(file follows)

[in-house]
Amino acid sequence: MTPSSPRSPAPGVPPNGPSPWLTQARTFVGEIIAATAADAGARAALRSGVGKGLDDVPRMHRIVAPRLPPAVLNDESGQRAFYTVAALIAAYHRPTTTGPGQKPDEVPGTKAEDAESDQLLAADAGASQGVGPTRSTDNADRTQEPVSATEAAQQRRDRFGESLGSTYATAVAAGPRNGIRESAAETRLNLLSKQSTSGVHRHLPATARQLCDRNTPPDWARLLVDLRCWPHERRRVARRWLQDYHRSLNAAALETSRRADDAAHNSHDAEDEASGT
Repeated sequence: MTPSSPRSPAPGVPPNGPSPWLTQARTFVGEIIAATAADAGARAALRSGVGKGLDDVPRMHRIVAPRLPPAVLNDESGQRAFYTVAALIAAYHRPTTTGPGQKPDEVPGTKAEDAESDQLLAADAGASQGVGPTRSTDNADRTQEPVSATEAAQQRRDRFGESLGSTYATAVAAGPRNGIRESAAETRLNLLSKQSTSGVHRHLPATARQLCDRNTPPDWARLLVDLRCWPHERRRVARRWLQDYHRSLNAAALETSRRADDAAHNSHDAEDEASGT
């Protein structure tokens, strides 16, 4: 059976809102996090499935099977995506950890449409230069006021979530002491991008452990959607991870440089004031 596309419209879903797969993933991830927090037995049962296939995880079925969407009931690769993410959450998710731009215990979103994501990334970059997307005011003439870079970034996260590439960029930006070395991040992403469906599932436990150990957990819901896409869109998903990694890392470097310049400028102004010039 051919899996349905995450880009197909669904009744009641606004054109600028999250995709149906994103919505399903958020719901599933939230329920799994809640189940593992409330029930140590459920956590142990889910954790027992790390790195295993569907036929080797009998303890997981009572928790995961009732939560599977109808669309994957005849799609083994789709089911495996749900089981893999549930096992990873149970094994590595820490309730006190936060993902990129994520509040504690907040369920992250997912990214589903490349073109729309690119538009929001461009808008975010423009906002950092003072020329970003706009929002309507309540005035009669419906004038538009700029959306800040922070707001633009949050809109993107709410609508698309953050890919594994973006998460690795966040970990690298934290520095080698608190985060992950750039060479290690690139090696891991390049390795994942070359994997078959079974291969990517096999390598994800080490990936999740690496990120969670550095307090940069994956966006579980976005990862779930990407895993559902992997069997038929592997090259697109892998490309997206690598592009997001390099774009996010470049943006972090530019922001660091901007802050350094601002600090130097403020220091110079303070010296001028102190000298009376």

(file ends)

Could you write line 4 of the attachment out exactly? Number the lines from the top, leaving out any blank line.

């Protein structure tokens, strides 16, 4: 059976809102996090499935099977995506950890449409230069006021979530002491991008452990959607991870440089004031 596309419209879903797969993933991830927090037995049962296939995880079925969407009931690769993410959450998710731009215990979103994501990334970059997307005011003439870079970034996260590439960029930006070395991040992403469906599932436990150990957990819901896409869109998903990694890392470097310049400028102004010039 051919899996349905995450880009197909669904009744009641606004054109600028999250995709149906994103919505399903958020719901599933939230329920799994809640189940593992409330029930140590459920956590142990889910954790027992790390790195295993569907036929080797009998303890997981009572928790995961009732939560599977109808669309994957005849799609083994789709089911495996749900089981893999549930096992990873149970094994590595820490309730006190936060993902990129994520509040504690907040369920992250997912990214589903490349073109729309690119538009929001461009808008975010423009906002950092003072020329970003706009929002309507309540005035009669419906004038538009700029959306800040922070707001633009949050809109993107709410609508698309953050890919594994973006998460690795966040970990690298934290520095080698608190985060992950750039060479290690690139090696891991390049390795994942070359994997078959079974291969990517096999390598994800080490990936999740690496990120969670550095307090940069994956966006579980976005990862779930990407895993559902992997069997038929592997090259697109892998490309997206690598592009997001390099774009996010470049943006972090530019922001660091901007802050350094601002600090130097403020220091110079303070010296001028102190000298009376």